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Caesar Marcus Aurelius Commodus Antoninus Augustus

Roman emperor, son of the emperor and Stoic philosopher Marcus Aurelius.

  • Leontocéfalo del Mitreo Fagan

    Leontocéfalo del Mitreo Fagan
    The New Mithraeum / Andreu Abuín (CC BY-SA) 

  • Votive Altar to Mithras

    Votive Altar to Mithras
    The Walters Art Museum (CC 0) 

  • Plaque with list of Mithraic fellows from Virunum

    Plaque with list of Mithraic fellows from Virunum
    The New Mithraeum / Andreu Abuín (CC BY-SA) 

of Commodus

  • Commodus was a syndexios (probably a Pater).
  • Active c. 161 – 192.

TNMP 145

Commodus was admitted among their adepts and participated in their secret ceremonies, and the discovery of numerous votive inscriptions, either for the welfare of this prince or bearing the date of his reign, gives us some inkling of the impetus which this imperial conversion imparted to the Mithraic propaganda. After the last of the Antonines had thus broken with the ancient prejudice, the protection of his successors appears to have been definitively assured to the new religion.

—Franz Cumont (1902) Mithra and the imperial power of Rome

Commodus was born on 31 August 161 in Lanuvium, near Rome. He was co-emperor with his father Marcus Aurelius from 176 until the latter’s death in 180, and alone until 192.

He accompanied his father in the Marcomannic Wars in 172, and on a tour of the eastern provinces in 176. He became the youngest consul in Roman history in 177, with only 15 years old.

During his solitary reign, from 180, the Roman Empire benefited from a reduction in military conflicts compared to the reign of Marcus Aurelius. Intrigues and conspiracies abounded, leading Commodus to adopt an increasingly dictatorial style of leadership, culminating in the creation of a divine cult of personality, with its gladiatorial spectacle in the Colosseum.

Throughout his reign, Commodus entrusted the management of affairs to his palace chamberlain and the praetorian prefects Saoterus, Perennis and Cleander.

The assassination of Commodus in 192, by a wrestler in the bath, marked the end of the Nerva-Antonine dynasty.

Lampridius, in Historia Augusta, implies that Commodus may have been initiated into the mysteries of Mithras with the following statement:

Sacra Mithriaca homicidio vero polluit, cum illic aliquid ad speciem timoris vel dici vel fingi soleat.

He profaned the rites of Mithras with an actual murder, although the usual thing was simply to say or feign something that would produce an impression of terror.



Aion of Mitreo Fagan

TNMM 116

The marble Aion from the lost Mithraeum Fagan, Ostia, now presides the entrance to the Vatican Library.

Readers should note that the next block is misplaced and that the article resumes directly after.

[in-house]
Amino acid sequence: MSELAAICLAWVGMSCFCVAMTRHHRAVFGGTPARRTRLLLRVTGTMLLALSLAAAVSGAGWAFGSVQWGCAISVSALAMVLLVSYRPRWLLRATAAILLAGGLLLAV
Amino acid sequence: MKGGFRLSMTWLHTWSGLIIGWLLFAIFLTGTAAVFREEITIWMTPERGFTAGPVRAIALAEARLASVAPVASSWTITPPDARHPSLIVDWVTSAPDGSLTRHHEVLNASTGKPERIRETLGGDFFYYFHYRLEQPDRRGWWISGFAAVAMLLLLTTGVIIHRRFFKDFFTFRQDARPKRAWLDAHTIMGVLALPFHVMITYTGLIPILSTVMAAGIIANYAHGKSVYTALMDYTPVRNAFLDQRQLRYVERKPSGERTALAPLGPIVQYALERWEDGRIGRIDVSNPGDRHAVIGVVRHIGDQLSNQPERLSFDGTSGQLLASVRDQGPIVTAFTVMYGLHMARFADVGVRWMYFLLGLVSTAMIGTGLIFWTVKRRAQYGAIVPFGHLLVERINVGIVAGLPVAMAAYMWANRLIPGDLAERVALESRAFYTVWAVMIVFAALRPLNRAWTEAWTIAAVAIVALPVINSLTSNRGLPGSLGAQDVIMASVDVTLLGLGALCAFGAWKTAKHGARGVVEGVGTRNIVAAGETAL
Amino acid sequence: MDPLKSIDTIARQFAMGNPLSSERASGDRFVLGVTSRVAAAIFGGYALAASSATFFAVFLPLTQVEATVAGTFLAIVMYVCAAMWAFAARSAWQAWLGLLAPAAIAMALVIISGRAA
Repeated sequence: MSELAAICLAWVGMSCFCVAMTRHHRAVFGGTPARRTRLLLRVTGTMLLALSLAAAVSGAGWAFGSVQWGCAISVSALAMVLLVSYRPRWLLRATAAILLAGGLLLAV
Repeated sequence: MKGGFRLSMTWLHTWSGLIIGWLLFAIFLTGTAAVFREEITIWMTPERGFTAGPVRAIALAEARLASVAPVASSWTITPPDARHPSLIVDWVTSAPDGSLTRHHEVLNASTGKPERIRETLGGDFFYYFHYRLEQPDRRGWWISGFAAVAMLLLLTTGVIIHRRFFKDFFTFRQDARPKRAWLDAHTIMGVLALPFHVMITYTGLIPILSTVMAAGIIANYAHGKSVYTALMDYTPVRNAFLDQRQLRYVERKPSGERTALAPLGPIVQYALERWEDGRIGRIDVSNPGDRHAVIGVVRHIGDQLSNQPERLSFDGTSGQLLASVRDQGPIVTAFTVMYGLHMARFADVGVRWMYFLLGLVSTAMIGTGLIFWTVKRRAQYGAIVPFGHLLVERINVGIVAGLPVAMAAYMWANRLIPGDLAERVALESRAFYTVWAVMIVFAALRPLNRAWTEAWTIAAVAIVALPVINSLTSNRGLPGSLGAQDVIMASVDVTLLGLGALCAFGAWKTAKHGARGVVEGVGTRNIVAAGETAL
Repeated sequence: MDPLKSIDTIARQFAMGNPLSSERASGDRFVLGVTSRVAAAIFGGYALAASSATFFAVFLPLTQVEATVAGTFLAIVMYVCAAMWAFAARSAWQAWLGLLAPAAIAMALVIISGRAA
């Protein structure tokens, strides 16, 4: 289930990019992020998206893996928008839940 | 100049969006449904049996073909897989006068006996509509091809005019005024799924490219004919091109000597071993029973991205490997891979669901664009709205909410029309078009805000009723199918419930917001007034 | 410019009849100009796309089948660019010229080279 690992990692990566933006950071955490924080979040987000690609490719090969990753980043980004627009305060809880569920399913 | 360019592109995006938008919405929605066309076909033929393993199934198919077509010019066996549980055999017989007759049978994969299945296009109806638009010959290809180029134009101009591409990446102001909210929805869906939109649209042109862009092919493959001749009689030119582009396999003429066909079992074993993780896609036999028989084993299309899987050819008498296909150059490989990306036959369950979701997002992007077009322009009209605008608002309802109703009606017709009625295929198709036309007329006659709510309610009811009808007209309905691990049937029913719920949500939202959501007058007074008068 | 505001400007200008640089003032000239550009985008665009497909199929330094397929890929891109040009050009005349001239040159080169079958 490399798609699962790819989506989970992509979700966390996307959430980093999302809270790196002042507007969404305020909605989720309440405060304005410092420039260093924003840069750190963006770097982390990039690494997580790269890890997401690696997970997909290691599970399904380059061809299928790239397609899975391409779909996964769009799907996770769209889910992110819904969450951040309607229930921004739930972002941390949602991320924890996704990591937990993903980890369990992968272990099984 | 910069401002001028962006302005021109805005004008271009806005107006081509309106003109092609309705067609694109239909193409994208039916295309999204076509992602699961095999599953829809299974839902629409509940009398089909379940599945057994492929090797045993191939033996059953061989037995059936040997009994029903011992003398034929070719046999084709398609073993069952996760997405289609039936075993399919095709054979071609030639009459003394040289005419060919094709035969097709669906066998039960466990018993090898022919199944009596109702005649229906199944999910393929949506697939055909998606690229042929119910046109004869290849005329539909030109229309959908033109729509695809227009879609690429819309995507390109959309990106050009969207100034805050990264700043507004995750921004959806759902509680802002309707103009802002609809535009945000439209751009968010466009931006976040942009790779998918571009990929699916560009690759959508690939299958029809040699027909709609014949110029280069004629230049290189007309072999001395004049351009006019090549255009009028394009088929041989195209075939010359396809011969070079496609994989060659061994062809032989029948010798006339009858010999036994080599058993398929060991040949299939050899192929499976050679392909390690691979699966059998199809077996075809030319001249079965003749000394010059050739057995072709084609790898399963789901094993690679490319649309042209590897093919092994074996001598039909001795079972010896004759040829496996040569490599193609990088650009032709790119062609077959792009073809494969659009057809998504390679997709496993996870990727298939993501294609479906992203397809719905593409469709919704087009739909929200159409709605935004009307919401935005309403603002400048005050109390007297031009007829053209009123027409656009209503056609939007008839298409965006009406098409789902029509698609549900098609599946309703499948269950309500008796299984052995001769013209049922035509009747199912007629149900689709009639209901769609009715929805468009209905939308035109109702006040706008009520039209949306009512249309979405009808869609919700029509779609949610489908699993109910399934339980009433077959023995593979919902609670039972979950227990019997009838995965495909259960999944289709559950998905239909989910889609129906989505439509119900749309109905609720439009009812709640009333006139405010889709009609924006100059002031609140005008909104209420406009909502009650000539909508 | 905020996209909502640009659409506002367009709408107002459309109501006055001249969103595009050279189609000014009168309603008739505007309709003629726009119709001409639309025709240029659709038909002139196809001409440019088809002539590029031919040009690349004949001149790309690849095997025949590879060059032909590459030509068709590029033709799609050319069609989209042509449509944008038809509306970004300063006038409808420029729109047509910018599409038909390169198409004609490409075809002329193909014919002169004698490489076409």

C. Valeri/us Heracles pat(er) / et C(aii) Valerii / Vitalis et Nico/mes sacerdo/tes s(ua) p(e)c(unia) p(o)s(ue)r(unt). / D(e)d(icatum) idi(bus) aug(ustis) im(peratore) / Com(odo) / VI et / Septi/miano / co(n)s(ulibus)
Gaius Valerius Heracles, father, and Gaius Valerius Vitalis and Gaius Valerius Nicome(de)s, priests, laid at their own expense. (Statue) dedicated on the ides of August, under the consulates of Emperor Commodus for the sixth time and Septimianus

Altar to Mithras at the Walters Art Museum

TNMM 542

This altar bears an inscription to the health of the emperor Commodus by a certain Marcus Aurelius, his father and two other fellows.

Soli Invicto / Mithrae / pro salute Commod(i) / Antonini Aug(usti) domin(i) n(ostri) / M(arcus) Aurel(ius) Stertinius / Carpus una cum Carpo / proc(uratore) k(astrensi) patre et Her/mioneo et Balbino / fratribus / v(otum) s(olvit) f(eliciter)
To the Unconquerable Sun, Mithras, for the health of our lord Commodus Antoninus Augustus, Marcus Aurelius Stertinius Carpus, together with his father Carpus the procurator castrensis, and his brothers Hermioneus and Balbinus, happily fulfilled the vow

Marble slab with inscription from Mitreo Fagan

TNMM 518

This monument bears an inscription that describes the god Mithra as young, which is quite unusual.

C(aius) Valerius Heracles pat[e]r e[t] an[tis]/tes dei iu[b]enis inconrupti So[l]is invicti Mithra[e / c]ryptam palati concessa[m] sibi a M(arco) Aurelio / ---
Caius Valerius Heracles, Father and servant (antistes) of the young (and) incorruptible god Sol invincible Mithras, has (arranged?) the crypt of the palace, which was granted to him by Marcus Aurelius [---]

Plaque with the list of worshippers of Virunum

TNMM 375

The bronze bears the dedication of a restoration of a Mithraeum carried out in 183.

D(eo) i(nvicto) M(ithrae) pro salute imp(eratoris) [[Commodi]] Auglustil pii / qui templum vii conlapsum impendio suo restituerunt / et mortalitat8is) causa convener(unt) / Marullo
et Aeliano coln/s(ulibus) VI k(alendas) lulias.

[There follows, in four columns, a list of 98 names, all masculine, with the first 34 in the same hand.]

Tiberius Claudius Quintilianus ob dedicationem templi tabulam / aeream donum dedit et camaram picturis exornavit.
To the invincible god Mithras, for the well-being of the emperor Commodus Augustus pius, those who restored at their own expense the temple that had collapsed, and who had gathered with mortality as their reason, during the consulship of Marullus and Aelianus, on the 6th day before the kalends of July. […] Tiberius Claudius Quintilianus, on the occasion of the dedication of the temple, offered this bronze plaque as a gift, and decorated the chamber with paintings.



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